Opsis Spring 1984
By MICHAEL E. ELIOT-HURST
(1) CINEMA: A definition; an infinite realm of sensuous, representational, social, political, economic, audiovisual possibilities.
(2) CINEMA: A definition; a highly structured industry producing a commodity.
(3) CINEMA: A definition; an institution against which all possibilities are measured and censored, whether in video format, super-8mm or 16mm, whether made by women, men, gays, trade unions or auteurs.
Godard told us in 1967 at the conclusion of Weekend that cinemas 2 and 3 were dead. Does that make us necrophiiacs 17 years later? And what does it make Godard - whore or unemployed soothsayer? Godard could parody the codes of dominant cinema, as could Warhol, the Kuchar brothers or Landow, but paradoxically none could escape them, and in a while these filmmakers deteriorated into incompetence or simply refetishized a fetish. Not that such a situation is unique or new. To quote Antonin Artaud: "...it's not a cunt trick that he plays on him in this way; it's the trick of the whole earth against who ever has the balls in his cunt." The trick being that there is no easy road to filmmaking.
So is there any hope of returning to those infinite possibilities of 1895 or must we forever remain on the production lines of the 1930s? Would the early cinematographers have grasped the significance or need of a dichotomy like narrative/non-narrative cinemas? Was Dziga Ver toy correct when he asserted that cinema's basic flaw was that as a new medium it grew up wholly wihin the grasp of the bourgeoisie as a tool of its hegemonic ideology? Why could cinema not remain open-ended? Why does it always suffer foreclosure, an action which any banker will tell us is to stifle activity and to channel reception to a single common denominator. Yet foreclosure rules the day and filmmakers are emotionally and intellectually exhausted just to create one frame.
How many films in which the artist has devoted two or three years of his/her life get shown at three festivals, two cinematheques and one film class? Submerged by the great plethora of "vizak" how much of cinema's complete history survives only as a ghost-like existence in an attic, on a grant application, or in memory? Despite the rigid conformity of dominant cinema, the premature announcement of its demise in 1967, and its many faddish transformations since to catch any audience, there still exists an incredibly heterogeneous cinema of makers, producers, distributors, exhibitors, commentators (of very uneven weight, power and influence). But the emphasis is on heterogeneity and unevenness - and here we come to both the strength and weakness. Whereas dominant cinema's films have a use value which exactly equates exchange value - namely the highest box office return in the shortest time period to maximize profits and capital accumulation - films per se (definition 1) have variable, uneven, heterogeneous, and perhaps even unquantifiable exchanges.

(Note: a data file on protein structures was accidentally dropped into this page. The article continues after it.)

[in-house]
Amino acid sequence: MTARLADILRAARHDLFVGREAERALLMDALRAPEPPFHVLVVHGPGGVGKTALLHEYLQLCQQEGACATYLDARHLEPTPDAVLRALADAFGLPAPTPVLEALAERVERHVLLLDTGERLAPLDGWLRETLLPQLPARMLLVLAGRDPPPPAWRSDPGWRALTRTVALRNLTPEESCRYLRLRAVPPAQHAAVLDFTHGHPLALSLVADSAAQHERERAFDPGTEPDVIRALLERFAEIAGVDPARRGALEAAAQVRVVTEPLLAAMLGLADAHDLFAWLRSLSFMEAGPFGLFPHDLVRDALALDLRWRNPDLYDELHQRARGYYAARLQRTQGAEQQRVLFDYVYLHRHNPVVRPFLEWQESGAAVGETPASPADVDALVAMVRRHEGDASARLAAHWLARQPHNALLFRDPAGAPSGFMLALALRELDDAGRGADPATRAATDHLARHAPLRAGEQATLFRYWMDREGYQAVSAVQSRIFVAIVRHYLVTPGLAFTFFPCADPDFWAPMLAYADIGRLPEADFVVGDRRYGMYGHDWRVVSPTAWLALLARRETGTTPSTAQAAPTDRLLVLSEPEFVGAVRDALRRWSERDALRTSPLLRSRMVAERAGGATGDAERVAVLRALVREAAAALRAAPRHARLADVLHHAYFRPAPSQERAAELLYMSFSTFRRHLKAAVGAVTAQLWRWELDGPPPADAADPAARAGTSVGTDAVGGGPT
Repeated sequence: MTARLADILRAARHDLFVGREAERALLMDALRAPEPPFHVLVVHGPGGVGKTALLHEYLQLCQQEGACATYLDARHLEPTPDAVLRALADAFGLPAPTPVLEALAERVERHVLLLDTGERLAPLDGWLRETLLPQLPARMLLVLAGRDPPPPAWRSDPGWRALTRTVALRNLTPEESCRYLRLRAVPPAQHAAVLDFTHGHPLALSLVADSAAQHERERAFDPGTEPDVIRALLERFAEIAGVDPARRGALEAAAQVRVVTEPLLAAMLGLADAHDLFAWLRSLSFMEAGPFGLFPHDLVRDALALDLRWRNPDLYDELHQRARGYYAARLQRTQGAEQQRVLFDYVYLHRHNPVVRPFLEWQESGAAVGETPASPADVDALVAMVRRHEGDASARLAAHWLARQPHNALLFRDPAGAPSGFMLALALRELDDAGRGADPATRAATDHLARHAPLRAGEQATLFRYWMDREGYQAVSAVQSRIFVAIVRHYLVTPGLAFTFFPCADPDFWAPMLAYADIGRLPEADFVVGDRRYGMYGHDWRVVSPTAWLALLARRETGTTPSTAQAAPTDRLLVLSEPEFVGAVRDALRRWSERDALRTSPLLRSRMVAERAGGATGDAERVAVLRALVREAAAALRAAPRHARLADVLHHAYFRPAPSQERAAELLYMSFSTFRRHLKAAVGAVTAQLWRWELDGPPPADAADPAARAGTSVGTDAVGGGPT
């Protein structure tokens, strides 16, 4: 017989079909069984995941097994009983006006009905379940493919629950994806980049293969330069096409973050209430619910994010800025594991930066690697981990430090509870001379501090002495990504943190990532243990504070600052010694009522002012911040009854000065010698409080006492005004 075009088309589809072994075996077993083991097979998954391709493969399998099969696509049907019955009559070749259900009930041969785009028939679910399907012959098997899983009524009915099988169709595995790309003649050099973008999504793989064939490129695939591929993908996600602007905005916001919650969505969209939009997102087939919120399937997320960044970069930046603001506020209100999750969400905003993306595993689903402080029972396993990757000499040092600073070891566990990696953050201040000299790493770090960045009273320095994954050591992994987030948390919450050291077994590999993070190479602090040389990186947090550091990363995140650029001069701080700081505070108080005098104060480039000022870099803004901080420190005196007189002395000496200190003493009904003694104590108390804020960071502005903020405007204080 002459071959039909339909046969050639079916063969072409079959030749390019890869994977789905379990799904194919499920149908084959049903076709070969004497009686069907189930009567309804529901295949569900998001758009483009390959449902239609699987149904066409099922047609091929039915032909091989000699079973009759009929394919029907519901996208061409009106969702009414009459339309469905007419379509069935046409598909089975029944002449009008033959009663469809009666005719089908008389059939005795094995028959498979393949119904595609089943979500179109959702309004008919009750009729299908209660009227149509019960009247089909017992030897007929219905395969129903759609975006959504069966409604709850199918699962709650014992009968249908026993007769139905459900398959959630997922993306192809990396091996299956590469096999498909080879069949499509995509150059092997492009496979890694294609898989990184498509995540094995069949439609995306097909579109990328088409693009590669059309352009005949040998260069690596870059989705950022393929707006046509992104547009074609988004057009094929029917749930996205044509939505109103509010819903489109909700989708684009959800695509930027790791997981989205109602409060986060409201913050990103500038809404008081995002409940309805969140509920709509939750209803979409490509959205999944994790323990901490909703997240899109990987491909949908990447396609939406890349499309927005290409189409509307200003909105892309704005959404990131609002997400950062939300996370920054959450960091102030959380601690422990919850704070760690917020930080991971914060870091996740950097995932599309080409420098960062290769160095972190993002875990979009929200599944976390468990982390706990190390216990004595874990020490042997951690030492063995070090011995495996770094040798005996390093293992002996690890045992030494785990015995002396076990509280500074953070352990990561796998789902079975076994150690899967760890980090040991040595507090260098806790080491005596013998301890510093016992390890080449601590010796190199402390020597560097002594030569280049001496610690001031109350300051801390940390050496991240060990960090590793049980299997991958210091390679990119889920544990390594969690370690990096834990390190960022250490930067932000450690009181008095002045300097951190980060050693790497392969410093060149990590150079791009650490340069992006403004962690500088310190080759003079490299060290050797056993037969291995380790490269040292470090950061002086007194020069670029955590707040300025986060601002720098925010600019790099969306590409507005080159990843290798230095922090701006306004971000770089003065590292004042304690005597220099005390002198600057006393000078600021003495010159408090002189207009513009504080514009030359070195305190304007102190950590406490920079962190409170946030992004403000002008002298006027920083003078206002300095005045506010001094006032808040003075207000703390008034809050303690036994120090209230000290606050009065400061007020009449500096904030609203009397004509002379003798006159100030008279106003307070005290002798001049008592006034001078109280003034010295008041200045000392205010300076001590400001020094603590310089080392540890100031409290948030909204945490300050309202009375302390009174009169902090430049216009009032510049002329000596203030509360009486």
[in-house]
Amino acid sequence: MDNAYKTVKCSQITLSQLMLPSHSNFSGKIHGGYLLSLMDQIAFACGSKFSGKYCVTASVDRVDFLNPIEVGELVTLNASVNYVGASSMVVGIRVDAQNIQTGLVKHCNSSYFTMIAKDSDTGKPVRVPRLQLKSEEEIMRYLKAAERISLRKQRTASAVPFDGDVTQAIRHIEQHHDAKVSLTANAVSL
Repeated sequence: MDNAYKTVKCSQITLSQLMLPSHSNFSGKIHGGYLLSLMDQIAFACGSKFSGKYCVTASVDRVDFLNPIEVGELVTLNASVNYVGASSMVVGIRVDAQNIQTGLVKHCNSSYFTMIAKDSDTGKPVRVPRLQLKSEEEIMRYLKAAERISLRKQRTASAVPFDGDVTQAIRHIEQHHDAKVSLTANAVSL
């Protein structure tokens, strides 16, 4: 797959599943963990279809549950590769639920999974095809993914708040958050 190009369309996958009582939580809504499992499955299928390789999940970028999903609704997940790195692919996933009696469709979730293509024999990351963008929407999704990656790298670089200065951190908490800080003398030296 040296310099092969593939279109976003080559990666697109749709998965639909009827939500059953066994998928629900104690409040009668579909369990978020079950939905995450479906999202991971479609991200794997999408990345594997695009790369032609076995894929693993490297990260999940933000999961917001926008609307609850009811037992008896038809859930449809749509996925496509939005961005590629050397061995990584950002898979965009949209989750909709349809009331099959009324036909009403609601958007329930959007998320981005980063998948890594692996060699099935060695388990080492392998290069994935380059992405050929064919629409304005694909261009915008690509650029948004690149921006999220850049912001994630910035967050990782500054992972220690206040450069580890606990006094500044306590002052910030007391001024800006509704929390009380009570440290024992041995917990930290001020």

In a world dominated by an exact scientificity that supports - ideologically, politically and eco nomically - only the measurable, cinema is in deep trouble. How do you circulate films that cry out to be seen through all the parts of the media systems/body politic that are controlled else where? It is the purpose of journals like this one, of critics, of film courses and so on, to recognize the particular metabolic qualities of cinema and to help in the circuit of transmission.
Unfortunately, all too often short-circuiting occurs (as in the recent conference on new narrative cinema reported on elsewhere in this journal) and false dichotomies are produced and distributed: political vs. personal films; commercial vs. independent; mass audience vs. art film; classic narrative text vs. avant-garde. Filmmakers also find themselves caught in the same ideological trap: If you do not get a film to a big distributor and large audiences then the film is dismissed as merely self-expression or caught in the Gertrude Stein nexus, the film-is-a-film-is-a-film.
Yet films have many different socio-economic and aesthetic uses, not the least of which is the filmmaker's own survival. And films are consumed not only in so far as they are talked and written about. In that very process of viewing and reviewing, film also becomes part of the historic discourse on whose very existence the audiovisual representations/possibilities feed and sustain themselves.
One of the modes of existence of cinema is paradoxically on the pages of a journal like this. It cannot of course be a replacement for viewing films, since one of cinema's continued great potentialities is the degree to which every specta tor, though historically contained, can still idio syncratically see a different film. There is enormous strength in this heterogeneity and the creative energy it releases, although obviously it is downgraded by dominant cinema. Let's have more guerilla criticism in Capitalist 6 and less terrorist semiotics in the Ivory Towers.
In a world where without radio and video nothing happens anymore - how many times does a news broadcast begin, "there was no news today, good night"? - filmmakers have taken on the role of historians, chroniclers, narrators, expositors, poets, visual artists and composers. Whether they like it or not, the moment they open the shutter or start the tape they become the REpresenters of each social formation's collective experience, memory and imagination. It is these possibilities that cinema moulds, shapes, records, puts in circulation, re-views and opens up for discussion and critique.
(4) EDITORIAL: A definition; an expression of opinion.
(5) RHETORIC: A definition; a persuasive use of any language.
Opsis Spring 1984